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NIH Record - National Institutes of Health

Endocannabinoids May Play Key Role in Habit Formation

Daily activities involve frequent transitions between habitual behaviors, such as driving home, and goal-directed behaviors, such as driving to a new destination on unfamiliar roads. An inability to shift between habitual and non-habitual behaviors has been implicated in obsessive-compulsive disorder, addiction and other disorders characterized by impaired decision-making. In a new NIAAA-funded study conducted with mice, scientists report that endocannabinoids, natural messengers in the body that are chemically similar to the active compound in marijuana, play an important role in how the brain controls this fundamental process.

“The new findings point to a previously unknown mechanism in the brain that regulates the transition between goal-directed and habitual behaviors,” said Dr. George Koob, NIAAA director. “As we learn more about this mechanism, it could reveal how the brain forms habits and, more specifically, how both endocannabinoids and cannabinoid abuse can influence habitual behavior pathophysiology.”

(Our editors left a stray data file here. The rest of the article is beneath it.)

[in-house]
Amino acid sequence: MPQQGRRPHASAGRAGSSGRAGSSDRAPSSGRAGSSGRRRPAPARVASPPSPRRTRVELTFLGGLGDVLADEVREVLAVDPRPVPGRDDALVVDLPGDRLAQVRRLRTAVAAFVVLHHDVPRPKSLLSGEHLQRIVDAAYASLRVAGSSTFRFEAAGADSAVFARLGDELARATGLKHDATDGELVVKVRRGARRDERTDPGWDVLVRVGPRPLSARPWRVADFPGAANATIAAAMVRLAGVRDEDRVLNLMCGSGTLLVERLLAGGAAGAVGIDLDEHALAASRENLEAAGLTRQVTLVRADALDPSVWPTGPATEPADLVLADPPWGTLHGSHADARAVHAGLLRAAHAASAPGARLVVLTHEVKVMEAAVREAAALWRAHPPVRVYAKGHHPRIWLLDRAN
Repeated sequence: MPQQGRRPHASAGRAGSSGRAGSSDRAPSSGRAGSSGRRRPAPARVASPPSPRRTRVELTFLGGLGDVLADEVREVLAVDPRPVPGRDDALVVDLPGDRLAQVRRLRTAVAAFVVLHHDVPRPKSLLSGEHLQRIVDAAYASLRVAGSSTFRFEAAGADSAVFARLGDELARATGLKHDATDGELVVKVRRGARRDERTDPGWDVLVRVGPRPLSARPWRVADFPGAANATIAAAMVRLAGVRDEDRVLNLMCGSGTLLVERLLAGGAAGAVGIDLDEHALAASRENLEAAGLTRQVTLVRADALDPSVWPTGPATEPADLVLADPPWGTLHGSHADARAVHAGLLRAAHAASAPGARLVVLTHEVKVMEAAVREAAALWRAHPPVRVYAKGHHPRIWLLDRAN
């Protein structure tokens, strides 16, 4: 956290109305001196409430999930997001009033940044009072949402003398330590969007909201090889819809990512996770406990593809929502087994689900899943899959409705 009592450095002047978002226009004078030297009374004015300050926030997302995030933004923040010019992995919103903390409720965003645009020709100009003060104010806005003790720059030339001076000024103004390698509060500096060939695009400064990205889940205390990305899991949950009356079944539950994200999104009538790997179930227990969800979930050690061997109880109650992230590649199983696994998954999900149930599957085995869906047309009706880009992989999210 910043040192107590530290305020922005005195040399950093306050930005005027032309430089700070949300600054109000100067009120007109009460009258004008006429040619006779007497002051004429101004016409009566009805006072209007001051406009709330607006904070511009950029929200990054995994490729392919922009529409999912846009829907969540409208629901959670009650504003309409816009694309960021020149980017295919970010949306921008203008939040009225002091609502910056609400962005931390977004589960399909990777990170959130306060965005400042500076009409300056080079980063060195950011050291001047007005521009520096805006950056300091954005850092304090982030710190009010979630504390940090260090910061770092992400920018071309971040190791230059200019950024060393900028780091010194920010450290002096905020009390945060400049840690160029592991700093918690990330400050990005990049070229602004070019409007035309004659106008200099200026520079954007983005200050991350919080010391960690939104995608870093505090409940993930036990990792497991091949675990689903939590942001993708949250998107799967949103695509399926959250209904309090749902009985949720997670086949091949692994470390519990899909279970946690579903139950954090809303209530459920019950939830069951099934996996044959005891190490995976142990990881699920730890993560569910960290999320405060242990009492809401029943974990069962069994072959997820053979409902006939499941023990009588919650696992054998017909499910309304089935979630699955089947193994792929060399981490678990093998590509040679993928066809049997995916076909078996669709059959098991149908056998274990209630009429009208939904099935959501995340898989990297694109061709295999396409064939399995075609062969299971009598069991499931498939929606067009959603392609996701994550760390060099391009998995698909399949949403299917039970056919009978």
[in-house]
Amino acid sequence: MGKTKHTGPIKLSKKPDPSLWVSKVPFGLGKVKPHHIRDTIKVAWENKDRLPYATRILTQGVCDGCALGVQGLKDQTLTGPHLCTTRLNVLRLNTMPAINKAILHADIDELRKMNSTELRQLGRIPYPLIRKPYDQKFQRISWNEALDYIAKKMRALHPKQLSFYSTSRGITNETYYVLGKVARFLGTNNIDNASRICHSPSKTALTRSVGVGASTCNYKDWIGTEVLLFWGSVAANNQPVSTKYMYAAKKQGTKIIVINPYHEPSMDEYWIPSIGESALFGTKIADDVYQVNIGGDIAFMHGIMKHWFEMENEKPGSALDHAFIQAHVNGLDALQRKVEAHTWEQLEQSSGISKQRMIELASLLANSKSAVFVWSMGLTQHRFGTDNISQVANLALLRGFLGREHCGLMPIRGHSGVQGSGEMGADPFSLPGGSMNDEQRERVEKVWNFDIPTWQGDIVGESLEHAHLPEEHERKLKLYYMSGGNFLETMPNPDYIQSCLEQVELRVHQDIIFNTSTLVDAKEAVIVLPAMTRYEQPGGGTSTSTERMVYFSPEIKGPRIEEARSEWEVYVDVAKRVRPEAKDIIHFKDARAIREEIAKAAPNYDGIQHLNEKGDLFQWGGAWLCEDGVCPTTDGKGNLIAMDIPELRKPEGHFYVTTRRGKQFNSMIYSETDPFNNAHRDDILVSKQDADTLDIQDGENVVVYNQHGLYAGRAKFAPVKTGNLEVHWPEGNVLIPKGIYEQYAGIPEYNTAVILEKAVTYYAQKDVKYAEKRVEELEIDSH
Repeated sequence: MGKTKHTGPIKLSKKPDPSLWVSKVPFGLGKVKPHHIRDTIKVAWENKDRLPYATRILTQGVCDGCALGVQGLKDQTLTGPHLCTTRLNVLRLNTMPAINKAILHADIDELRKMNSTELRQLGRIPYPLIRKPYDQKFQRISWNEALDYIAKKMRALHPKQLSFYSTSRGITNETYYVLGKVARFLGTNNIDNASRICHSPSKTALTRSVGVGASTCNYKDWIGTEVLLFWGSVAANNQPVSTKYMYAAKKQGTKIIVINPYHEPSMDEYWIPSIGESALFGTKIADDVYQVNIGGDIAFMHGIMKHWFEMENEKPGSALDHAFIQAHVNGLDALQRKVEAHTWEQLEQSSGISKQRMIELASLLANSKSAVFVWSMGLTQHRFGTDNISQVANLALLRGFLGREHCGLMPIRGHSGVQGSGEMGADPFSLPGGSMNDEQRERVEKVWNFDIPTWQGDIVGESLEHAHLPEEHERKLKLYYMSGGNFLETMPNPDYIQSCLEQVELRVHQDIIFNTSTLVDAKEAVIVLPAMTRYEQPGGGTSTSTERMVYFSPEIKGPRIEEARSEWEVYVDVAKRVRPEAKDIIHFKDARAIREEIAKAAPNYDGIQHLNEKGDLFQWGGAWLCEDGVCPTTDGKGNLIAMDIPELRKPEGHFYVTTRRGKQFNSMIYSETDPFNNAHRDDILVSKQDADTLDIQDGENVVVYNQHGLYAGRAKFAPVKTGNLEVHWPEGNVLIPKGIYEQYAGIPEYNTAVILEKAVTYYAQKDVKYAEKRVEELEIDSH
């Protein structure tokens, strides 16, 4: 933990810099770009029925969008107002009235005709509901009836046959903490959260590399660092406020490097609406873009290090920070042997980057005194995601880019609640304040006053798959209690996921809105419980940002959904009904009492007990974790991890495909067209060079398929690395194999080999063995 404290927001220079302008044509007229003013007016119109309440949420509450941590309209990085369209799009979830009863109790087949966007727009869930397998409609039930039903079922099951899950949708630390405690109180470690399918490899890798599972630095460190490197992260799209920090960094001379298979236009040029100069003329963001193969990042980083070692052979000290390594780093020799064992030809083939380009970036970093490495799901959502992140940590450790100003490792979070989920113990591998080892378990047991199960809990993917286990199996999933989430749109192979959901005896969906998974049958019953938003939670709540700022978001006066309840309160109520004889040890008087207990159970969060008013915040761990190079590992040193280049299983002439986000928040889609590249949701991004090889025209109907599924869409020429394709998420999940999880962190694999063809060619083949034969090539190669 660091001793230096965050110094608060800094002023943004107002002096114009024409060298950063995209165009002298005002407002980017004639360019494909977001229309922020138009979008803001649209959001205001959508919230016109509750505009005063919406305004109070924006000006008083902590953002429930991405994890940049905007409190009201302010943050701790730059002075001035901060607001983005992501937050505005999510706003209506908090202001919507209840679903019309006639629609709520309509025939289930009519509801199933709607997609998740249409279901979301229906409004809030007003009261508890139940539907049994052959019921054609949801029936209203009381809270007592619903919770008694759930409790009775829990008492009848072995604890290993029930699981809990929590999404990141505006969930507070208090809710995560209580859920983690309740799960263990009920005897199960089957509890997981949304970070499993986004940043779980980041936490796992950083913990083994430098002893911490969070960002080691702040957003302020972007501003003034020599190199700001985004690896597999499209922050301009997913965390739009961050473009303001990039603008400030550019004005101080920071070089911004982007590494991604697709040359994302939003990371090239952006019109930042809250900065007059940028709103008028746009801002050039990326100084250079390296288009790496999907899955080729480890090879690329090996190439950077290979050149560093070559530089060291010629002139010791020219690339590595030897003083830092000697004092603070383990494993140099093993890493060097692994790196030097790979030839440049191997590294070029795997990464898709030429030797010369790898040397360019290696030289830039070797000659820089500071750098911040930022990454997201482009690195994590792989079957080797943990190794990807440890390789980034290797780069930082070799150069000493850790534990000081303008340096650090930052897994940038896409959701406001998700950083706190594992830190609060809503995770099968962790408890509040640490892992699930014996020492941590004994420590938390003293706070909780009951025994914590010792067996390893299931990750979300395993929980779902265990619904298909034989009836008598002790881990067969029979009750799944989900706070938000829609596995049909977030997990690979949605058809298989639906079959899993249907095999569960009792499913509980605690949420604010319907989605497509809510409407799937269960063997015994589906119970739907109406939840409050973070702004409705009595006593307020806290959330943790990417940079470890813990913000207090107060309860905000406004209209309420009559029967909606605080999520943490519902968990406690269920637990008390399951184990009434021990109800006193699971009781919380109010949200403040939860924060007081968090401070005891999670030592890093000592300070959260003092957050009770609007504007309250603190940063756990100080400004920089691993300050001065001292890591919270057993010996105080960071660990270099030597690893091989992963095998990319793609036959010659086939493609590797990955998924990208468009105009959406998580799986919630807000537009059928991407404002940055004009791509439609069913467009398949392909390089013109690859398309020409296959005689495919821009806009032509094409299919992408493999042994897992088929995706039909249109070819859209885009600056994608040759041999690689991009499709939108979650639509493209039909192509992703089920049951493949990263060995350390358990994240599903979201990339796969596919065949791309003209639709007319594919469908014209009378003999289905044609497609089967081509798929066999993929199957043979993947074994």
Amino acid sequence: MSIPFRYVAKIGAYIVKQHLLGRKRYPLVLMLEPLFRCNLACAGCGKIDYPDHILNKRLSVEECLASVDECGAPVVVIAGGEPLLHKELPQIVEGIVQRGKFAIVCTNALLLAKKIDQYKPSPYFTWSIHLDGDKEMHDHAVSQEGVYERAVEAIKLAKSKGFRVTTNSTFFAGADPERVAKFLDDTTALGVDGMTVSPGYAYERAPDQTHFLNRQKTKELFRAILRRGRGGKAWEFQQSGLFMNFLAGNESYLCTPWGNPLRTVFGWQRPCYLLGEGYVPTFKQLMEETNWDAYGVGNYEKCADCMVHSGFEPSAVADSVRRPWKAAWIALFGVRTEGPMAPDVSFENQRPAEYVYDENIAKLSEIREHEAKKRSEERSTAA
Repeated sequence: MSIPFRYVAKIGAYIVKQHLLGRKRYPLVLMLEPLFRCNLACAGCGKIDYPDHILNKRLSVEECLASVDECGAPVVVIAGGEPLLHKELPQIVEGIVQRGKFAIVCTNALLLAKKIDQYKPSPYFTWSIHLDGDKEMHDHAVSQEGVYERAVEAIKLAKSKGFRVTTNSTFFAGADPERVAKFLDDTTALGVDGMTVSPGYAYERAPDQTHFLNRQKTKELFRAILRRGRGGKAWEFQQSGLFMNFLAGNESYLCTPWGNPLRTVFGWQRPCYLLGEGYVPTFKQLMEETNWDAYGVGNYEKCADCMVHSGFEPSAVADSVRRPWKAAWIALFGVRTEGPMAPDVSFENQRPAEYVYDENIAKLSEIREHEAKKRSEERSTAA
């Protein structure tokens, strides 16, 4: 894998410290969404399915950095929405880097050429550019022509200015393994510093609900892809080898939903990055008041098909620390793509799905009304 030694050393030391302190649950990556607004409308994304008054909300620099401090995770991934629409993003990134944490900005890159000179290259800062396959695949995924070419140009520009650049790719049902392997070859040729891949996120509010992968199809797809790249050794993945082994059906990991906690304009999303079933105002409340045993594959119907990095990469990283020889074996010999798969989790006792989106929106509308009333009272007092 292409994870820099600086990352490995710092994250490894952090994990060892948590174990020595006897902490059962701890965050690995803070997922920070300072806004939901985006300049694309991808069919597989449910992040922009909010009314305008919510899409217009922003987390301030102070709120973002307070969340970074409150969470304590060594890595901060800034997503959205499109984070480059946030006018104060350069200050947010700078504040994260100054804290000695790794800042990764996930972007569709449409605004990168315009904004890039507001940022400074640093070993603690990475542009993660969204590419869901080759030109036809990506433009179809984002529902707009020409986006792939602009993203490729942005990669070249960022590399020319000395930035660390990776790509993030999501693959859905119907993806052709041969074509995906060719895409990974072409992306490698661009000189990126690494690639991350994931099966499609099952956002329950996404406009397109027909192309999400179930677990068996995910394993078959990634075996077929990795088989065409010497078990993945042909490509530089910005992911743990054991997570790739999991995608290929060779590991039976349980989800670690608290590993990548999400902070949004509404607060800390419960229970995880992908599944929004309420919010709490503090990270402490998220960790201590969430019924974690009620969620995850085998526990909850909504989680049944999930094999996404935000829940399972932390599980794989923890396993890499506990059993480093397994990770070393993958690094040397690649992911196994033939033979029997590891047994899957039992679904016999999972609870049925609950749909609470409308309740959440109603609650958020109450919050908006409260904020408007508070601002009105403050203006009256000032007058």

A report of the findings is now online in the journal Neuron.

The NIH Record

The NIH Record, founded in 1949, is the biweekly newsletter for employees of the National Institutes of Health.

Published 25 times each year, it comes out on payday Fridays.

Associate Editor: Carla Garnett
Carla.Garnett@nih.gov

Staff Writers:

Eric Bock
Eric.Bock@nih.gov

Dana Talesnik
Dana.Talesnik@nih.gov

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